Saturday, October 20, 2018

Only clean politics will give way for healthy democracy

After almost four months of vigorous battles of ideas and ideology amongst the political parties, the people of Bhutan have finally voted for change. Despite the political turbulence that we had for the past couple of months, the nation as a whole has now come together to respect the decision of the mass. This is the true spirit of a healthy democracy. Druk Nyamrub Tshogpa (DNT) has now been entrusted with the sacred responsibility of serving the king, country and the people of Bhutan for the next five years. But while we embark on another leg of our political journey, there are certainly some lessons we can take from our past experiences.

Democracy is just 10 years old in Bhutan and it is yet to take proper roots in the mindset of the general population. Many people especially the party workers in the villages most of whom are illiterate and ignorant, are misled to believe that politics is everything for them. As a result of this misunderstanding, people are creating unnecessary political divisions in the otherwise harmonious communities. For a small nation like Bhutan, this kind of trend can be very dangerous. As a nation of just 700,000 people, we cannot afford to have dividing lines within ourselves. While healthy debates are important for the success of democracy, they should never compromise the communal peace and harmony that we have been enjoying for centuries. Today, it is very sad to know that many people in the villages are identified with the political parties they have supported during the elections and this has torn the communal bond that had kept them together for years. One thing our politicians and their party workers should know is that democracy is about exercising one’s own right to choose a leader, and not about sidelining others who wish to choose a different leader. They should understand that all the political differences should end with the poll day. Once the election is over, we all should leave our differences behind and come together to celebrate the victory of the nation.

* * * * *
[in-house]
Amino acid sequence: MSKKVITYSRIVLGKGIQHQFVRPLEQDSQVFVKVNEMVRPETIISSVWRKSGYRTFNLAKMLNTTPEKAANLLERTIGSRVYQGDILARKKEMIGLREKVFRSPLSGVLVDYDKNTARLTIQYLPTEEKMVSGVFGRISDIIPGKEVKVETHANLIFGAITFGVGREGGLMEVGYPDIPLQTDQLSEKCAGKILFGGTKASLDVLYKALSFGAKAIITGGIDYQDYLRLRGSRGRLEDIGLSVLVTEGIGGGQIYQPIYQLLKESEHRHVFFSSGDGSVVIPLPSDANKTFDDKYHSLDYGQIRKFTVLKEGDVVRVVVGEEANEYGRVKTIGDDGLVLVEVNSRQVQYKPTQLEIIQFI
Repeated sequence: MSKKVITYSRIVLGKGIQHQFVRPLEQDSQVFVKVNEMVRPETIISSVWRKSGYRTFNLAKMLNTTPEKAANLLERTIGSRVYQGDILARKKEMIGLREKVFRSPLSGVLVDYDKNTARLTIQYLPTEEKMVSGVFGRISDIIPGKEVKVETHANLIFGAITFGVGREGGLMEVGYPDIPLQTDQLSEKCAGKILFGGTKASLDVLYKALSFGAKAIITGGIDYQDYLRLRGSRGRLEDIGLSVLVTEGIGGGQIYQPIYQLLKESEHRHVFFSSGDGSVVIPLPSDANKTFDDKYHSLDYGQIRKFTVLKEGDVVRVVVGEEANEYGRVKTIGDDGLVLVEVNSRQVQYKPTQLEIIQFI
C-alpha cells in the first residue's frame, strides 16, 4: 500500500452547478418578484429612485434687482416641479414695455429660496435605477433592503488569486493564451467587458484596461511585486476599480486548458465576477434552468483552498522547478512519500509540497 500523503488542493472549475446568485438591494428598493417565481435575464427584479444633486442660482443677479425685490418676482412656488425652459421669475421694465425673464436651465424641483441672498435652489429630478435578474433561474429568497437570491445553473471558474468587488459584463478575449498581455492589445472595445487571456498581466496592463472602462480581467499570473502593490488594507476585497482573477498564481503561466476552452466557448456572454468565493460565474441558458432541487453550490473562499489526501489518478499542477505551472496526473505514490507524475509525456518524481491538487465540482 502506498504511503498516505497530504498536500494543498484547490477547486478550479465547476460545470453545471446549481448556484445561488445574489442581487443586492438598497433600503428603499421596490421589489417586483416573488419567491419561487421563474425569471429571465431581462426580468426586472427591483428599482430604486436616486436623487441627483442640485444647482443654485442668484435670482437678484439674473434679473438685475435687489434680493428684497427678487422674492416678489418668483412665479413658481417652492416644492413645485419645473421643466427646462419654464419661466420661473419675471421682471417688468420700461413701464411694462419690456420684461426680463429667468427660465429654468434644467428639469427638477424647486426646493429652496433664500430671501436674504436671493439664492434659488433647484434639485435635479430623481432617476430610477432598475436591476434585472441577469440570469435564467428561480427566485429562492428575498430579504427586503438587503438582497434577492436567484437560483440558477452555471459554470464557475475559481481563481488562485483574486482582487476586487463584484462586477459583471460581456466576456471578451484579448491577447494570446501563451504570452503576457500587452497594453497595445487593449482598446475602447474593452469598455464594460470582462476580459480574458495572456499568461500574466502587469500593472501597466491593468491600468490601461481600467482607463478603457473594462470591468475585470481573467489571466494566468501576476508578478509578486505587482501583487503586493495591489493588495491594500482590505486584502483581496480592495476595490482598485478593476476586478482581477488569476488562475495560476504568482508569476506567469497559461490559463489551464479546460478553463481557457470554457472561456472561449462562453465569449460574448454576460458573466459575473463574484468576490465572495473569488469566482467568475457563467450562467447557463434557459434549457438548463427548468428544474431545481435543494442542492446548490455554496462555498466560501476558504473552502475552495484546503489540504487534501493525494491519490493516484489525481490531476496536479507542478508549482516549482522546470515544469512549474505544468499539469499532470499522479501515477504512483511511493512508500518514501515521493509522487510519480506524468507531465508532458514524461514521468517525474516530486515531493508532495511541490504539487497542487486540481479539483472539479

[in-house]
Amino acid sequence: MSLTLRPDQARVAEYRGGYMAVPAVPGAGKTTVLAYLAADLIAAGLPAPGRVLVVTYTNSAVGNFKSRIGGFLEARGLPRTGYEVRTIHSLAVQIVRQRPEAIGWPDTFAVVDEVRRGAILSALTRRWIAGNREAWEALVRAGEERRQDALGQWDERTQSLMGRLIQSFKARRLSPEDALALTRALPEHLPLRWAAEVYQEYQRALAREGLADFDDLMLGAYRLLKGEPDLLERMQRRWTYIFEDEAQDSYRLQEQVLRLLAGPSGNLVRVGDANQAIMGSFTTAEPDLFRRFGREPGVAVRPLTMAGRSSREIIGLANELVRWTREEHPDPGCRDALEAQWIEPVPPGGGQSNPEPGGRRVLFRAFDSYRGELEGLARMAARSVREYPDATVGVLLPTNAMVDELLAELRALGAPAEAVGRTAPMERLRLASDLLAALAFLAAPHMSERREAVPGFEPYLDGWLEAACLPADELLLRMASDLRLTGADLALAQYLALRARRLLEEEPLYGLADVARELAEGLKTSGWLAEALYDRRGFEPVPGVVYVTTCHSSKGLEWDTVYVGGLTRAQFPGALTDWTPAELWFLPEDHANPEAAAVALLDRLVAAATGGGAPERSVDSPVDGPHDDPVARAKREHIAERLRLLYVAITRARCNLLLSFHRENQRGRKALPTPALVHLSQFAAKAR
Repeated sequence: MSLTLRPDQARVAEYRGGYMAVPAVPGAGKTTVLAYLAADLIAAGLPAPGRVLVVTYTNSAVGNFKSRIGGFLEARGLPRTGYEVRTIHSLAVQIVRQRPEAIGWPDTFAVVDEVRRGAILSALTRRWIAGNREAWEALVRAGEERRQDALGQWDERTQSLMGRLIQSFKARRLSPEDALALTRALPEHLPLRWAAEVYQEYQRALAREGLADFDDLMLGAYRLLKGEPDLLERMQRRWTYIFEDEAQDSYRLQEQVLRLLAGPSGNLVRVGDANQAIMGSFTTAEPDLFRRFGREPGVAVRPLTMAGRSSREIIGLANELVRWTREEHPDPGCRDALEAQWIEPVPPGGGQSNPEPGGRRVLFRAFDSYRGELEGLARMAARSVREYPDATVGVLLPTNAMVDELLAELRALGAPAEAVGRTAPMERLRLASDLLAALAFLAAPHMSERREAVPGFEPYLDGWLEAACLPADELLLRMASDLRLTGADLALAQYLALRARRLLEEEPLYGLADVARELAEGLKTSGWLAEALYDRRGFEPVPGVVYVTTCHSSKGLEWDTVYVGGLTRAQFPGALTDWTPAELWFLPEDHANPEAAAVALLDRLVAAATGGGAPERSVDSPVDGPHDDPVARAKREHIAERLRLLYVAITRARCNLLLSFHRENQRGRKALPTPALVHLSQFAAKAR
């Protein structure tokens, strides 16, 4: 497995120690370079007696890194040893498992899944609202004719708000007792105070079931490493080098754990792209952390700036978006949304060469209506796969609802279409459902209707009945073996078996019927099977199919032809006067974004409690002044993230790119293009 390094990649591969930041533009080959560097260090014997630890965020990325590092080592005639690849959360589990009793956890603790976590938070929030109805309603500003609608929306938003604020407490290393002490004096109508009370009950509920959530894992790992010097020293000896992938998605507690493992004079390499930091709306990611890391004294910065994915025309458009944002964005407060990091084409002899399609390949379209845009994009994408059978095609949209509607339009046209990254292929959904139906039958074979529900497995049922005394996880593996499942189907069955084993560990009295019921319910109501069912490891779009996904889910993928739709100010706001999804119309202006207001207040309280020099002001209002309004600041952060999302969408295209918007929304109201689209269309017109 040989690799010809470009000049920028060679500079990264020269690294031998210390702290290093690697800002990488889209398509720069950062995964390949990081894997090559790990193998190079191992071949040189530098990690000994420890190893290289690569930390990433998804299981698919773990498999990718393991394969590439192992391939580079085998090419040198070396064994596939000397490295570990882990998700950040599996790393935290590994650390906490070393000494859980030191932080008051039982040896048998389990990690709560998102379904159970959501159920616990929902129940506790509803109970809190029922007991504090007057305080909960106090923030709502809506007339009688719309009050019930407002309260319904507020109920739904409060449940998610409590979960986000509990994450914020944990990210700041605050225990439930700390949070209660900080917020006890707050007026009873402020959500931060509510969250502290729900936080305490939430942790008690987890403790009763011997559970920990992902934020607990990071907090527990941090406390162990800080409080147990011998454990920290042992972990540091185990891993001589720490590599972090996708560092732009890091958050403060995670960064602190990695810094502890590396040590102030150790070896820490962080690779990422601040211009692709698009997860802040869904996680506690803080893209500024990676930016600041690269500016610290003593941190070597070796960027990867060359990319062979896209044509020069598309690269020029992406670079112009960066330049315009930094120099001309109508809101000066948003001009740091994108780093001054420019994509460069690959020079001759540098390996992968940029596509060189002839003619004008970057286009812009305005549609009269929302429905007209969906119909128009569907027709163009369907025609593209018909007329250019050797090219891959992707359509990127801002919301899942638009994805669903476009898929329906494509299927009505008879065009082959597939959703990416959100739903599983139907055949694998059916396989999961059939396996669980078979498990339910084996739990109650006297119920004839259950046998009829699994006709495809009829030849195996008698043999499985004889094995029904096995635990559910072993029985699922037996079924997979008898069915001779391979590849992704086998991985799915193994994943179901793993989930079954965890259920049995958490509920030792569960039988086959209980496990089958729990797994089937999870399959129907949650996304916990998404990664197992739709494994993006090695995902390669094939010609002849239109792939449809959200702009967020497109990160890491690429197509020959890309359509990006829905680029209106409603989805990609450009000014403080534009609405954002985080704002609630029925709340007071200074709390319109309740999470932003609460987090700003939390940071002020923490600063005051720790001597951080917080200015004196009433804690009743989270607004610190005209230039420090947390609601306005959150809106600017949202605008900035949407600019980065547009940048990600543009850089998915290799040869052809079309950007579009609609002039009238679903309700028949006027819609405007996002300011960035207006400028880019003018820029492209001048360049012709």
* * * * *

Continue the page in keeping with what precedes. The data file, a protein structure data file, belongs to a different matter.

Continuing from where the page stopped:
Lately, there was a video trending on WeChat in which a woman can be heard mocking at those who have supported DPT during the recent election. We should never tolerate such developments in Bhutan. The woman in the video has completely misunderstood the meaning of democracy and politics. It is sad that there are still many people in Bhutan who have not yet understood why democracy was gifted to us by His Majesty the Fourth King.

Democracy was introduced in Bhutan to enable us to add our voices to the public debates and exercise our right to choose our own leaders. It was never meant to create unnecessary chaos and disharmony in the society. Our politicians therefore have a moral responsibility to set good examples for us to follow. They should be able to treat both their supporters and non-supporters alike. The risk of promoting regionalism through politics is the greatest fear of our time. We cannot politicize regions and divide people based on their political interests, because not everybody votes for the same party in a particular region. For instance, Pema Gatshel is believed to be a stronghold of DPT but it does not mean that everybody from the Dzongkhag has voted for DPT. There are many people who have voted for DNT as well. So they too should be equally represented in the parliament.

The experiences that we have had so far tell us that although democracy is doing well in Bhutan, we still have a long way to go as a nation to promote mass participation and healthy interactions amongst the politicians, their supporters and the general public. The Election Commission of Bhutan needs to initiate more advocacy programs throughout the year to educate the public on democratic and political processes so that the voters are fully aware of their rights and responsibilities when they head to the polling stations. Today, many people seem to be taking politics too seriously, even to the extent of creating rumors and defaming each other on social media. This is certainly a sad development in Bhutanese politics. We should not tolerate it. His Majesty the King has said that ours is a unique democracy and let us keep it that way forever. Let us not make it dirty just for the sake of securing a few votes from the public. We should now cast all our differences aside and come forward to work hand-in-hand with the government of the day.

1 comment:

  1. Wow! Good articulation. It's truly happening in Bhutan which is so sad especially regional division and defamation among each other just to garner votes forgetting the core values of being Bhutanese.